92 results for University of Canterbury Library, Mitrovic, A.

  • Teaching Database Design with Constraint-Based Tutors

    Mitrovic, A.; Suraweera, P. (2016)

    Journal Articles
    University of Canterbury Library

    Design tasks are difficult to teach, due to large, unstructured solution spaces, underspecified problems, non-existent problem solving algorithms and stopping criteria. In this paper, we comment on our approach to develop KERMIT, a constraint-based tutor that taught database design. In later work, we re-implemented KERMIT as EER-Tutor, and extended its instructional domain. Several evaluation studies performed with KERMIT and EER-Tutor show that they are effective Intelligent Tutoring Systems (ITSs). We also comment on various extensions made to EER-Tutor over the years. There are several contributions of our research, such as developing effective problem-solving support for conceptual database design in terms of interface design. Our database design tutors deal with large solution spaces efficiently by specifying constraints that capture equivalent solution states, and using ideal solutions to capture the semantics of the problem. Instead of requiring a problem solver, the ITS checks whether the student?s database schema is correct by matching it to constraints and the ideal solution. Another contribution of our work is in guidelines for developing effective feedback to the student.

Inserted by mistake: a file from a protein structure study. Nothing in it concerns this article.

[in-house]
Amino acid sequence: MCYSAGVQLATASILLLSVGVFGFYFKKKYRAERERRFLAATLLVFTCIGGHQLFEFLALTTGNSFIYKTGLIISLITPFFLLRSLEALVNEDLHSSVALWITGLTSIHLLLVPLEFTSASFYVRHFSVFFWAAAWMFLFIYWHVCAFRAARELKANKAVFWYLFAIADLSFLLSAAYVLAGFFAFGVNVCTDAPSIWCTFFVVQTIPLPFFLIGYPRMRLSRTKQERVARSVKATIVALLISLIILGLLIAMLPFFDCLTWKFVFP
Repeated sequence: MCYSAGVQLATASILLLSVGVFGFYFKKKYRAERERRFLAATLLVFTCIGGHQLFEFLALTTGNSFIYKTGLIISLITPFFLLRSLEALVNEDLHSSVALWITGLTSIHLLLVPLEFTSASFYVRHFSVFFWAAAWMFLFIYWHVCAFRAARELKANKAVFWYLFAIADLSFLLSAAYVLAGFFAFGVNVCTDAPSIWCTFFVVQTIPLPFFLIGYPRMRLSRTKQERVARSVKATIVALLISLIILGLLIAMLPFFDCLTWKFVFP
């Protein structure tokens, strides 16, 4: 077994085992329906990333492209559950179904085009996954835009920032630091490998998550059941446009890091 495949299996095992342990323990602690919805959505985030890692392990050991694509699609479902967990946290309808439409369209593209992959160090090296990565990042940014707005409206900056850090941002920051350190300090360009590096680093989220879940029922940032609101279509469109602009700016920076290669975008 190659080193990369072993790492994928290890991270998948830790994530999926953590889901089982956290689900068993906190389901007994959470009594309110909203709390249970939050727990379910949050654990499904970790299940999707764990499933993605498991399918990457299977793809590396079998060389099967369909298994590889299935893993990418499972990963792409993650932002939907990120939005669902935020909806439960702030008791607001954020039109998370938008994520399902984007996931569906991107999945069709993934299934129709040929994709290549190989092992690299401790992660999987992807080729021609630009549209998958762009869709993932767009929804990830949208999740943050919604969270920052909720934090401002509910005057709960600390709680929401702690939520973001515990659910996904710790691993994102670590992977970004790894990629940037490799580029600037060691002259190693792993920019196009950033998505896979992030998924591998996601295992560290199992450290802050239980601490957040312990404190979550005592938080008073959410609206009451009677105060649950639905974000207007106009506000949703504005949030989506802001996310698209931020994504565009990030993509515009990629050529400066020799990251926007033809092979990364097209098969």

View record details
  • Examples and tutored problems: How can self-explanation make a difference to learning?

    Shareghi Najar, A.; Mitrovic, A. (2013)

    Conference Contributions - Published
    University of Canterbury Library

    “The final publication is available at link.springer.com”.

    View record details
  • Intelligent Augmented Reality Training for Assembly Tasks

    Westerfield, G.; Mitrovic, A.; Billinghurst, M. (2013)

    Conference Contributions - Published
    University of Canterbury Library

    “The final publication is available at link.springer.com”.

    View record details
  • Eye tracking and studying examples: how novices and advanced learners study SQL examples

    Shareghi Najar, A.; Mitrovic, A.; Neshatian, K. (2015)

    Journal Articles